Fox News, Empirically the place to go for fair and balanced election coverage

Hey, I’ve noticed FOX occasionally acknowledge that Obama’s beating McCain like a rented mule, so they might well be up for “Most Improved” this year.

Kudos to them. :smiley:

So we should trust them to get it right when it looks like thay are showing a general bias against McCain and distrust them when the same people find no bias against McCain?

Okey dokey.

Is there any particular place on the link you supplied where they actually cite the numbers you posted?

A few things before we stop the presses finding FOX is really fair and balanced.

  1. The report tallies the NUMBER of stories. What is the tally on total time given to each story? What I mean is, it looks like a 30 second bit that says something favorable about Obama counts the same as a 10 minute bit where someone trashes Obama. Hardly the same thing but it looks like that is the case here. Personally I have never seen anyone on FOX wax poetic about the joys of Obama while I have seen various people go on at length about how awful he is.

  2. What is the quality of the negative reports versus the favorable reports? Is it considered “favorable” if they say Obama was endorsed by The Economist magazine and they offer a quote from the piece that says something favorable? Is that balanced by Ann Coulter likening Obama to Hitler on FOX?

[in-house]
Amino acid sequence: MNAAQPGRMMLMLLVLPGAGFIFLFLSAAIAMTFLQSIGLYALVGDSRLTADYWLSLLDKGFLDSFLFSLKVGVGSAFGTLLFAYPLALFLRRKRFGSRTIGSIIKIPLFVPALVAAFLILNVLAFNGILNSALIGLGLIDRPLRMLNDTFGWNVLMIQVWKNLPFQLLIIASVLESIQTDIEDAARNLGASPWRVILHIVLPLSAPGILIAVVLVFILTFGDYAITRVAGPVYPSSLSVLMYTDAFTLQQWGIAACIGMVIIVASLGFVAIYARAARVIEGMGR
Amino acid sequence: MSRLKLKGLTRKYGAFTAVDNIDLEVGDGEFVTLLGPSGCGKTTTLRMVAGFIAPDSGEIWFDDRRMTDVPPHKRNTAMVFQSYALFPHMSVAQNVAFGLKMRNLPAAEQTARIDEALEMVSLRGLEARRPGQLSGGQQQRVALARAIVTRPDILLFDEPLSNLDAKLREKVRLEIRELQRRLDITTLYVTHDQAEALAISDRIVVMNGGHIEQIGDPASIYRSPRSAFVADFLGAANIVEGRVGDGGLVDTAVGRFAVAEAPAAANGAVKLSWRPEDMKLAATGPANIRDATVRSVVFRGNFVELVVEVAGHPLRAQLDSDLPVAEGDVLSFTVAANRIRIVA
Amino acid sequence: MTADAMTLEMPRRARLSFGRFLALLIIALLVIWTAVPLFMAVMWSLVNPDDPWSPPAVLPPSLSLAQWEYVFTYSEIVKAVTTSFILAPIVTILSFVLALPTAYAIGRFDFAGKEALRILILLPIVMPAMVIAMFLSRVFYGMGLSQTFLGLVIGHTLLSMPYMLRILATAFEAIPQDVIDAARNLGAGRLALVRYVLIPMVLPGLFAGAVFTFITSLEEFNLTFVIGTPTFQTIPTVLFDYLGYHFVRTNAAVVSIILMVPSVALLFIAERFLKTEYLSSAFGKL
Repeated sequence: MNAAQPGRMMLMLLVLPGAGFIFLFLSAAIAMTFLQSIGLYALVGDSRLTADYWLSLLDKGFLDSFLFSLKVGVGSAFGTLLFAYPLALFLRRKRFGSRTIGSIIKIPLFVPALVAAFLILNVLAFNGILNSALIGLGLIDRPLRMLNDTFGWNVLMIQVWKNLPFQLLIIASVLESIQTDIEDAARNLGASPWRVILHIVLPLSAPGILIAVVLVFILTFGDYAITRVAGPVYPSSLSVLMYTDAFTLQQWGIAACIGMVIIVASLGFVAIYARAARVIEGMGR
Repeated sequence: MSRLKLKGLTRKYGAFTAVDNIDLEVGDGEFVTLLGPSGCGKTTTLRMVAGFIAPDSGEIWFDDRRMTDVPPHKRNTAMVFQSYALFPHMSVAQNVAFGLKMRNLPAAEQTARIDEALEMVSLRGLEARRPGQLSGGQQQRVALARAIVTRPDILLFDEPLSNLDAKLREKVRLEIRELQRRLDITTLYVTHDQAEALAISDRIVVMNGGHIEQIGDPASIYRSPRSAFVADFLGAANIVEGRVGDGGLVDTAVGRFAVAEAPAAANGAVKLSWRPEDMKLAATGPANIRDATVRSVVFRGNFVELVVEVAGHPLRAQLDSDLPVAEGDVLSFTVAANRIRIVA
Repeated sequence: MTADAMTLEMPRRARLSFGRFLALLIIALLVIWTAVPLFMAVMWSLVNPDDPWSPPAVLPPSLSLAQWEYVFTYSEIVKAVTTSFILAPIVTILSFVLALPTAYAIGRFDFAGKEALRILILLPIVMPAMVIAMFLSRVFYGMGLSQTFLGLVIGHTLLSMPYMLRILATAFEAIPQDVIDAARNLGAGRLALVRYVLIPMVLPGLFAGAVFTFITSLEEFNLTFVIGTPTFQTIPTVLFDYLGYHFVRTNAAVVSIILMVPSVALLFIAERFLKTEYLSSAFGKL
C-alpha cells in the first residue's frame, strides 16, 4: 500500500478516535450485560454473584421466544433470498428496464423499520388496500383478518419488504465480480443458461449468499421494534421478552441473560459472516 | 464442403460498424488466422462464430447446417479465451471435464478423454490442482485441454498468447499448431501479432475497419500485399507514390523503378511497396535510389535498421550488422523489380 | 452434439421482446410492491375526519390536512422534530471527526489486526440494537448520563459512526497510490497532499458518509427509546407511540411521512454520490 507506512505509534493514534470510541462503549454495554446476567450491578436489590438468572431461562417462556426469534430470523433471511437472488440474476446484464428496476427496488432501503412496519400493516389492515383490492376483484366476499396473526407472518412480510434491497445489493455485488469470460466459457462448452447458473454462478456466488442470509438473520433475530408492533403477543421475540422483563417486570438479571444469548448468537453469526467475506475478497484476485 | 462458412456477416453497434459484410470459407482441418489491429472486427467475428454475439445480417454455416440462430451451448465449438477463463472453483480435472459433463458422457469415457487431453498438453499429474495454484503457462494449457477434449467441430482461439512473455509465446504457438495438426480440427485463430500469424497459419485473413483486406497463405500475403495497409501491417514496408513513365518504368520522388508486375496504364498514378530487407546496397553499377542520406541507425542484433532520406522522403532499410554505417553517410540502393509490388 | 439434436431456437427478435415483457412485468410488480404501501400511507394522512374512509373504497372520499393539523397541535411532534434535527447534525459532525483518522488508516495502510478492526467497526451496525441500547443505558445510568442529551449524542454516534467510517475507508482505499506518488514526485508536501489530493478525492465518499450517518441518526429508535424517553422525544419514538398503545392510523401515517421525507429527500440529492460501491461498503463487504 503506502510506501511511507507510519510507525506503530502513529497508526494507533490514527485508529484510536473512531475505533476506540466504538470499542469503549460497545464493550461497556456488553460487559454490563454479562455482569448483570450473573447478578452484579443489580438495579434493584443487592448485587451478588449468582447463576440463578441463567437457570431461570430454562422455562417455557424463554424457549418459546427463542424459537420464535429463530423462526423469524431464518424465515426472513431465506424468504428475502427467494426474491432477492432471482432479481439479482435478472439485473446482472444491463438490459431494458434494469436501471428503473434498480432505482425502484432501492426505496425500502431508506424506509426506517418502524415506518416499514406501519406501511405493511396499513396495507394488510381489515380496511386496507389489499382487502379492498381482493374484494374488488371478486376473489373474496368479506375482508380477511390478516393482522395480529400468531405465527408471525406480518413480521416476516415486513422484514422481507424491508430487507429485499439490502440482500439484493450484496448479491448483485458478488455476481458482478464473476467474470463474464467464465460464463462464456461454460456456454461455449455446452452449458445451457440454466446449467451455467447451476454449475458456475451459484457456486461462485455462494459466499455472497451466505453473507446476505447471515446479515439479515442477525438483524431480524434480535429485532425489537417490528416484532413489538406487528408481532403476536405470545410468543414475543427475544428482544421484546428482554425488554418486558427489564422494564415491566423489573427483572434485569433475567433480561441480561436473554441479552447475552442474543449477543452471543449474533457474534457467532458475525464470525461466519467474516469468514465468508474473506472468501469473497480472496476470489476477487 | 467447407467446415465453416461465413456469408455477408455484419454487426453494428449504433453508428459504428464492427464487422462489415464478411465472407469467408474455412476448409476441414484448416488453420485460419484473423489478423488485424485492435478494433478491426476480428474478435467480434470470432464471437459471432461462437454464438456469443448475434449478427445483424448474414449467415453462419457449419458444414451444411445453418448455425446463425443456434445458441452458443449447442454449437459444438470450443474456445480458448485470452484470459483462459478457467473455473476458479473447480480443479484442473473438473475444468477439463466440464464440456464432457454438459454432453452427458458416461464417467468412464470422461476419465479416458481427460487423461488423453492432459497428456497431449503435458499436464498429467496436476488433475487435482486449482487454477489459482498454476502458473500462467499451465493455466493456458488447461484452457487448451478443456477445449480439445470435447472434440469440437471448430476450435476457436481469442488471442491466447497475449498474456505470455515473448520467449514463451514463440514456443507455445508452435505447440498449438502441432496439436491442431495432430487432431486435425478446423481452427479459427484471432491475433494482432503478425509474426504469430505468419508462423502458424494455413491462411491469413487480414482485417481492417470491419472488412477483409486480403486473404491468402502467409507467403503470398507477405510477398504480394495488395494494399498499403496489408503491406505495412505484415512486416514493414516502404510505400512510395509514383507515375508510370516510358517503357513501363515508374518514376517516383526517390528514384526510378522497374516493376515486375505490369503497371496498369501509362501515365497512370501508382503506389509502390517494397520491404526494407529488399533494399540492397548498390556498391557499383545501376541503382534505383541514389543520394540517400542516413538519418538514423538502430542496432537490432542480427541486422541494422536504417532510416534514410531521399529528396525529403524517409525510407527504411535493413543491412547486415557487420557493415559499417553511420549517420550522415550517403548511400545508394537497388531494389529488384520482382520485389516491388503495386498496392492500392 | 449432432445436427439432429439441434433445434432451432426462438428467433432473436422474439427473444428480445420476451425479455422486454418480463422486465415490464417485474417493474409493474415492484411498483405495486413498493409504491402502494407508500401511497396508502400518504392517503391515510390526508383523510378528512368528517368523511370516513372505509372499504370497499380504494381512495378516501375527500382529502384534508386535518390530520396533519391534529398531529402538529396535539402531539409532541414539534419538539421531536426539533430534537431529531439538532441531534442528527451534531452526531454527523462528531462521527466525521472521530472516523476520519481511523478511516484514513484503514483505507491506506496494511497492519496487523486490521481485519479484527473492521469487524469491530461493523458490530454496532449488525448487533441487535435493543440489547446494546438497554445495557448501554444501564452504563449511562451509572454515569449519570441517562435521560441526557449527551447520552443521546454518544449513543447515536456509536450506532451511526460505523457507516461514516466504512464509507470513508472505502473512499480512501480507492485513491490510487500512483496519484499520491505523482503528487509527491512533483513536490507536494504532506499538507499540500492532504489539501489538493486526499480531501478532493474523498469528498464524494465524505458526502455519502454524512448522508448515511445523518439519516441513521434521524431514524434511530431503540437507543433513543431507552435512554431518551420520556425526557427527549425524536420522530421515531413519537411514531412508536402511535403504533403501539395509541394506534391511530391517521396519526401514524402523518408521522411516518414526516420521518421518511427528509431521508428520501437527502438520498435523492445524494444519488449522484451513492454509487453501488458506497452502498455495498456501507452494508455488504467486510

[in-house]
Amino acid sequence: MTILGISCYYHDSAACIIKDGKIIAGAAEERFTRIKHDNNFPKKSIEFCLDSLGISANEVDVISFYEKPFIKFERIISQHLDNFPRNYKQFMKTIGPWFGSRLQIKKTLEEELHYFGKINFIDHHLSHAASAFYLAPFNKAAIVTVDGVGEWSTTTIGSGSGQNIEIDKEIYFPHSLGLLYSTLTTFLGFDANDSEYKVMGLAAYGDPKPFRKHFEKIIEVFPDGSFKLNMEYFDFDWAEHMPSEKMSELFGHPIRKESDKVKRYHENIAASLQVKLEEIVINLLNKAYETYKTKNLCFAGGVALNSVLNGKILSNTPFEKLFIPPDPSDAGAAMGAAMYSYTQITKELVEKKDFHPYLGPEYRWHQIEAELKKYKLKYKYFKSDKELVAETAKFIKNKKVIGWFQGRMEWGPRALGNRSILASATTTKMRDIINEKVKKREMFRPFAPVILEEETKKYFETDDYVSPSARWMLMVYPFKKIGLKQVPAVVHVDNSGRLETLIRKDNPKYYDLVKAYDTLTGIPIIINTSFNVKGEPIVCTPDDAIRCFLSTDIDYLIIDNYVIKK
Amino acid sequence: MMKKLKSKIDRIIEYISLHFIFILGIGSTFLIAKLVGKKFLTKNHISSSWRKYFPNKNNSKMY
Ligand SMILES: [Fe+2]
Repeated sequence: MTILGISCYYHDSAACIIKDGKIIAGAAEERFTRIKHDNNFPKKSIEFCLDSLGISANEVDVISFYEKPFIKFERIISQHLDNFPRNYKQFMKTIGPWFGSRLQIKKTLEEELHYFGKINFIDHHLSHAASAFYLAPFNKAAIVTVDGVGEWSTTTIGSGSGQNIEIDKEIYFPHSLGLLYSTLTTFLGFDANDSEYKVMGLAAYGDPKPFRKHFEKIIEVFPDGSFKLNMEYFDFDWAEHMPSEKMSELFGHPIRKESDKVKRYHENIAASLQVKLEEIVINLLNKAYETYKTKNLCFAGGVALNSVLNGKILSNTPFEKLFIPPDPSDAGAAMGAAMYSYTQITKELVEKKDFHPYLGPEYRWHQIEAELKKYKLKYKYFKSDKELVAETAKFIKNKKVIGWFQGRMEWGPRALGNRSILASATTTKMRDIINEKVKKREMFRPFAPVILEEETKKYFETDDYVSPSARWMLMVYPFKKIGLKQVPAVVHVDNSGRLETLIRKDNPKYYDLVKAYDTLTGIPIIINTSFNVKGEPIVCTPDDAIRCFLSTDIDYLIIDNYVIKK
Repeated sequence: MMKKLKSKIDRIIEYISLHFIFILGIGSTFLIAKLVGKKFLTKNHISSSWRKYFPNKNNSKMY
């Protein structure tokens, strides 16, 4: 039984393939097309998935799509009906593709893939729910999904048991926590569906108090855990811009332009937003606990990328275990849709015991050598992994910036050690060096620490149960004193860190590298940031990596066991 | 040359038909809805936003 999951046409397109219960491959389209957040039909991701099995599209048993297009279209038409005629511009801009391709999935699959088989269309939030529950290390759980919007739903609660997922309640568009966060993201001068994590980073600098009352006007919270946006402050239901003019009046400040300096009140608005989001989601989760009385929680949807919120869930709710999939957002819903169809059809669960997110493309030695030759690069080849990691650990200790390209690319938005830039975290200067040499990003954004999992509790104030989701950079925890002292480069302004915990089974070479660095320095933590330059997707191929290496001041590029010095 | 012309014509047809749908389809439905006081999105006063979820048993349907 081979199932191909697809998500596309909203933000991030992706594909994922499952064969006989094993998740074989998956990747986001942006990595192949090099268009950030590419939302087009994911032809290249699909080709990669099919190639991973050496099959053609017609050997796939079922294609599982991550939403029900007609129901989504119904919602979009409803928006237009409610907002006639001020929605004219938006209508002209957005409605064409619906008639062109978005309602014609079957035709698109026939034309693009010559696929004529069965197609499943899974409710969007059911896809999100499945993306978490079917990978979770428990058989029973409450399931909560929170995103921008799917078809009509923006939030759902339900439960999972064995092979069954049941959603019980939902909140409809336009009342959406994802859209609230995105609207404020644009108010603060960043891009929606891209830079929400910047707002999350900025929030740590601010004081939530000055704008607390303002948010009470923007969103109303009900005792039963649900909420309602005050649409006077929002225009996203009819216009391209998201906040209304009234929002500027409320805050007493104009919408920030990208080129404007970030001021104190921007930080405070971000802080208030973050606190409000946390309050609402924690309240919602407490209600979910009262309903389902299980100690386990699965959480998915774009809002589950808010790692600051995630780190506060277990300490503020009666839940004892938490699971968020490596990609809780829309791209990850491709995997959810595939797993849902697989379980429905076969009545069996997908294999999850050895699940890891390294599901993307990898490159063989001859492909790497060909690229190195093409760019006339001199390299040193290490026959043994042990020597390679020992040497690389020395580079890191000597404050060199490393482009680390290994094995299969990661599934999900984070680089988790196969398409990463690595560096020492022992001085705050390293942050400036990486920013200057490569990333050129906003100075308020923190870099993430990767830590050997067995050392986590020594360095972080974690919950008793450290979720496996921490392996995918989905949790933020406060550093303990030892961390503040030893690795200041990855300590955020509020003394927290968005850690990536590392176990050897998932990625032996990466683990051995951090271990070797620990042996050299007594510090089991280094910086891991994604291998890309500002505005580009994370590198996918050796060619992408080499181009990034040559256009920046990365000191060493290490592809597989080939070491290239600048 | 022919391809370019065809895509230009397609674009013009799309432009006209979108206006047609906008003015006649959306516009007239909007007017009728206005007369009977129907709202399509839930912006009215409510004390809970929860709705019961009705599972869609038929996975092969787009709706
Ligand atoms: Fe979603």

3. Is FOX News considered as doing a “neutral” piece if they have a conservative and liberal pundit on while the news anchor (say O’Reilly) is clearly biased against the liberal side?

I would bet money this was purposely stage managed to put out a report like that which, looked at uncritically, makes it appear that FOX is “balanced”. Simply turning on FOX for an hour will give the lie to this with ease.

Well shit Scylla, I don’t know anymore than you do how they define positive and negative. If you do know, you could cite that; that’d help.

I’m simply going to assume that a think tank funded by a conservative organization is going to espouse conservative views, just as I assume that a think tank funded by liberal organizations will espouse liberal views.

You’ll forgive me, I’m sure, for applying common sense.

I’ll be sure to save that quote in case you ever challenge a cite from MediaMatters or FAIR.

He’s getting it from the second chart here.

:confused: You seem to be equating “fairest” with “most neutral”. Your only argument in favor of Fox’s “fairness” seems to be that it runs about the same number of negative stories, and about the same number of positive stories, for both candidates.

But neutrality isn’t necessarily the same thing as fairness. To take a very extreme example, if you were doing a broadcast on the reign of Saddam Hussein, would it be more “fair” to present an equal number of positive and negative views about him than to present mostly negative ones?

And does that mean that you consider Fox News was unfair in its coverage of the 2004 election, when its coverage was 53% positive for Bush but only 21% positive for Kerry? After all, if sheer numerical equality is how you measure fairness, then those numbers look pretty unfair.